Another exemplary method includes inserting a portion of a first wire into an open cavity defined by a housing having an upper portion and a lower portion, rotating the upper housing portion relative to the lower housing portion, securing the first wire within the open cavity responsive to the rotating, and establishing electrical conductivity with a conductor of the first wire responsive to the rotating, wherein establishing includes completing electrical contact with a conductor of a second wire.
Further aspects of the present disclosure will be in part apparent and in part pointed out below. It should be understood that various aspects of the disclosure may be implemented individually or in combination with one another. It should also be understood that the detailed description and drawings, while indicating certain exemplary embodiments of the disclosure, are intended for purposes of illustration only and should not be construed as limiting the scope of the disclosure.
The drawings described herein are for illustration purposes only and are not intended to limit the scope of the present disclosure in any way.
Corresponding reference numerals indicate corresponding parts and features throughout the drawings.
The following description is merely exemplary in nature and is not intended to limit the disclosure, its applications, or uses.
In one exemplary embodiment, an electrical connector may include a housing having an upper portion and a lower portion rotatable relative to each other, a chamber, and a cavity configured to receive a first wire and a first conductive member positioned within the chamber. The first conductive member is configured to extend into the cavity and establish electrical contact with a conductor of the first wire upon rotation of the upper housing portion relative to the lower housing portion. A second conductive member can be electrically coupled to a conductor of a second wire and electrically coupled to the first conductive member, wherein electrical conductivity is established between the first wire conductor and the second wire conductor through the second conductive member.
The housing can include a connection member passageway configured to allow passage of the first conductive member from the chamber into the cavity. Generally, as the conductor of the first wire is centered within an insulating covering of the wire, the connection member passageway can be aligned about a center of a position within the cavity to align the connection member passageway with the conductor when the first wire is positioned in the cavity. The connection member passageway can be positioned in any position about the housing (either the upper or lower portions connecting the cavity to the chamber). The chamber can be substantially or completely enclosed by the upper and/or lower housing portions. The cavity can be positioned on any portion of the housing and can include a cavity formed by an outer surface of the housing. In some exemplary embodiments, the cavity is formed on an outer surface and is configured to receive a mid-portion of a first wire (other than an end portion). In some exemplary embodiments, the cavity is formed on a top, side or bottom surface of the housing.
The second conductive member may be electrically coupled to the conductor of the second wire for completing the electrical connectivity between the first conductor and the second conductor whereby a tapping of electrical power is enabled. The second conductor can be attached in a permanent or semi-permanent manner that can include, by way of example, a coupling using solder, welds, clamps, screws, nuts, compression bolts, wire wraps, push pins, push slots, etc. In such exemplary embodiments, the electrical connector can be attached to a second wire during assembly of a second power using device such as a low voltage light, by way of example. In other exemplary embodiments, the second conductive member can be configured to rotate within the chamber to fracture a portion of any insulating covering of the second wire positioned in the chamber such as through a second wire passageway or possibly via a second cavity and rotating member. In this manner, the second conductive member completes the electrical coupling to the second wire conductor through the rotation of the upper housing portion relative to the lower housing portion. This could be simultaneous with the first conductive member establishing electrical contact with the first wire conductor, or could be prior to or following such contact. Generally, such an exemplary embodiment will establish two connections to establish the electrical connectivity.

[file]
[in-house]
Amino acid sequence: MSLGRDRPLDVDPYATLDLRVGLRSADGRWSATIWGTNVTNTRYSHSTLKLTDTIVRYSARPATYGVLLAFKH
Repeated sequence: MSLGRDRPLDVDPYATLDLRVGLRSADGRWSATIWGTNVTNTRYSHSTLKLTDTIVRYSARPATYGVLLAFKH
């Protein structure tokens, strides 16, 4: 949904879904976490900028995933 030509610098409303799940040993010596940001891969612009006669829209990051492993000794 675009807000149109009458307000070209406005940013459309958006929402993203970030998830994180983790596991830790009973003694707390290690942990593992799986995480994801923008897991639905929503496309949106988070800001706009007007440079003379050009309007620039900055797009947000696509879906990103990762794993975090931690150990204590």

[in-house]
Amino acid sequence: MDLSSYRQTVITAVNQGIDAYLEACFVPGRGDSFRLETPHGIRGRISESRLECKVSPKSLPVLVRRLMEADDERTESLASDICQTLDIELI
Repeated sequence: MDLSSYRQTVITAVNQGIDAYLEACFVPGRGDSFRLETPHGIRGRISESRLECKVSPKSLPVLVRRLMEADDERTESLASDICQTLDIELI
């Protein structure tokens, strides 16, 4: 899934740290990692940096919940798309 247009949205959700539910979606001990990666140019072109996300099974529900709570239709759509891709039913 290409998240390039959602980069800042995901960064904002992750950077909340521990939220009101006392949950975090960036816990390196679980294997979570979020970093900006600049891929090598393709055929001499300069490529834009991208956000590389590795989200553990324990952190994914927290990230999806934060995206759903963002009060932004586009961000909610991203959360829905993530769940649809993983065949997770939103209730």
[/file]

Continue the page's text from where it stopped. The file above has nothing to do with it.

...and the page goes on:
In some exemplary embodiments, a moisture resistant encapsulant can be positioned within the chamber to at least partially restrict the introduction of moisture through the second wire passageway and at least partially seal the chamber. In this manner, the conductive members can be partially protected from elements such as water which may cause corrosion of the elements. In some embodiments, the presence of the moisture resistant encapsulant can enable the use of conductive material that would otherwise be susceptible to corrosion or other degradation. For example, in some embodiments, the conductive members described herein could be made of copper, silver, gold, titanium, or zinc, each of which could benefit from the presence of the moisture resistant encapsulant. The moisture resistance encapsulant can be any type of sealing material that resists moisture and can include a viscous or non-viscous material and/or a hardening or non-hardening epoxy or potting compound, silicon material.
In some exemplary embodiments, the first conductive member and the second conductive member are each portions of a monolithic member body configured to electrically couple the first and second conductive members. The monolithic body can be formed from any type of conductive material such as a metal and in some embodiments, can be machined or molded such as from a powdered metal, by way of example. In other exemplary embodiments, the conductive members can be separate conductive members that are connected by auxiliary conductive members such as a trace or wire.